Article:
It’s not that you’re old. The problem is, you’re not giving yourself enough visual time to make the proper reaction.
Vision training is slowly gaining traction around Major League Baseball and many clubs see this avenue as a valuable tool. Harrison notes that some clubs have adopted his teachings related to baseball vision, but others have yet to realize the tangible benefits of a program like “Slow the Game Down”.
It’s a lot easier to work on strength and mechanics because you can see the benefits, the exterior side of it. With visual, some people think you either see or you don’t see. In pro ball, even though we’ve been doing this for a very long time, it’s still slow to adopt.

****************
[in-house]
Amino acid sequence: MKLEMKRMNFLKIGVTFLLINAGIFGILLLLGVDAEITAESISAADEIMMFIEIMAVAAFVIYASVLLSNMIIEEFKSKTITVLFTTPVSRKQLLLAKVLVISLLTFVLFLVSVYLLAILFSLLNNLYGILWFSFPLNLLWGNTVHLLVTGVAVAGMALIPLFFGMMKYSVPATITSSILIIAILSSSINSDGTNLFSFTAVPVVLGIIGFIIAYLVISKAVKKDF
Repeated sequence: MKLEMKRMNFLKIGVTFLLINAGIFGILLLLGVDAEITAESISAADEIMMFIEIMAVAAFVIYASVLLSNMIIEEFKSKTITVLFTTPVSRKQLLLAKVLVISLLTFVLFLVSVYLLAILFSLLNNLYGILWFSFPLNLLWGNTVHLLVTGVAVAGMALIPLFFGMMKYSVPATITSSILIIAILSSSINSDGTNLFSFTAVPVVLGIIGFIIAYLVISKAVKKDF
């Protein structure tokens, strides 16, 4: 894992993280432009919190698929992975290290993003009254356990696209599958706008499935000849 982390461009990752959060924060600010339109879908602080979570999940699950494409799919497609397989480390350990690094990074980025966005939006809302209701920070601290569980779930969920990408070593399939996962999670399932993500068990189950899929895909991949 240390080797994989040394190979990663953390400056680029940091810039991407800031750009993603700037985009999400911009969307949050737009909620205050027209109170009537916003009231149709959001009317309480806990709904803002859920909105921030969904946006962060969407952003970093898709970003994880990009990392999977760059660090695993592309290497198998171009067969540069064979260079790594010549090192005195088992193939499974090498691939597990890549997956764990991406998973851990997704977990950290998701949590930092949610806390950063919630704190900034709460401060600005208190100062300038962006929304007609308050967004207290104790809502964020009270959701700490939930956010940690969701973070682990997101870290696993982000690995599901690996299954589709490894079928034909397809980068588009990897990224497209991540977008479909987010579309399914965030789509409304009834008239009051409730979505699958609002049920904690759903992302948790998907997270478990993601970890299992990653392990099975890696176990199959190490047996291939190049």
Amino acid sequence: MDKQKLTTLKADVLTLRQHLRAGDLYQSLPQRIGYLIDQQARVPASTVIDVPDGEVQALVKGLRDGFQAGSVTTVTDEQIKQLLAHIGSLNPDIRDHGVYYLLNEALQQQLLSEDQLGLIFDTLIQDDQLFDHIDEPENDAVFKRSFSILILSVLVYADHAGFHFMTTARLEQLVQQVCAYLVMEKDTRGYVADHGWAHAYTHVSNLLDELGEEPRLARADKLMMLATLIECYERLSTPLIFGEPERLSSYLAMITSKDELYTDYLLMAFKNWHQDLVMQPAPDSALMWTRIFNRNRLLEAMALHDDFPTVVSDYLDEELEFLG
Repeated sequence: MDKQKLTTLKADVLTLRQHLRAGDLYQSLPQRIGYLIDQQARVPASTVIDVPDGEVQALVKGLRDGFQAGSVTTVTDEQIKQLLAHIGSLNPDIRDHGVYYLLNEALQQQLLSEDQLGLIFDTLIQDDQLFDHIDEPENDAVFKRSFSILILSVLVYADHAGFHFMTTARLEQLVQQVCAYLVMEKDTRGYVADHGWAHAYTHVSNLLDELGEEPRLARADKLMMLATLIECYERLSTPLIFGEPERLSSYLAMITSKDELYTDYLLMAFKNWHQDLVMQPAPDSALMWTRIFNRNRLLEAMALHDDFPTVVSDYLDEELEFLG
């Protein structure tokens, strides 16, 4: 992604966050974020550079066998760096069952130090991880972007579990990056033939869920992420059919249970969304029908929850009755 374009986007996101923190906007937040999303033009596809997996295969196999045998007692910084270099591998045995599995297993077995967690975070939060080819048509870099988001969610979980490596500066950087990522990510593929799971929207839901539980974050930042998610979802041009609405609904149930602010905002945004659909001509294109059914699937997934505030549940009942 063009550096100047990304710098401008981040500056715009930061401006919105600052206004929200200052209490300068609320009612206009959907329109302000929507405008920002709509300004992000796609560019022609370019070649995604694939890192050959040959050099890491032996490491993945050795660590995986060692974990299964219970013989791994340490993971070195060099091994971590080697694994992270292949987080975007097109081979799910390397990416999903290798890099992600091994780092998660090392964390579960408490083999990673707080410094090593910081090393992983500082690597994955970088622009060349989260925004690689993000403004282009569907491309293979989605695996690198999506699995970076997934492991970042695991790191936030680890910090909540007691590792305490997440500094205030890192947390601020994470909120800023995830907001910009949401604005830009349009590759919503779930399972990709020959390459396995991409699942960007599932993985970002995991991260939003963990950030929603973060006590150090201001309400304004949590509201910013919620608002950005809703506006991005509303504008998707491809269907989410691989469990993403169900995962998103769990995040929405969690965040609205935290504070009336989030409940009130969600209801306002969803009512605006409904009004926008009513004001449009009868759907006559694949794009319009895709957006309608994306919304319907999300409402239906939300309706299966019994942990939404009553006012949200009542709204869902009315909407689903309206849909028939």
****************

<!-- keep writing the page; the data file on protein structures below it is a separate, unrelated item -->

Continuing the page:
As word gets around baseball and other professional sports, visual training is gaining prominence as an important resource. In the past, evaluators looked for fluid swings for hitters, but Harrison says good visual habits are paramount at the plate.
You can have the most beautiful swing, but if you don’t see the ball, it doesn’t matter.
Ian has been writing about the Toronto Blue Jays since 2007. He enjoyed the tail-end of the Roy Halladay era and vividly remembers the Alex Rodriguez "mine" incident. He'll also retell the story of Game 5 of the 2015 ALDS to his kids for the next 20 years.
Your decisions this fall are critical as they impact your upcoming season. One decision is what you are doing or not doing regarding the training of the visual side of the game.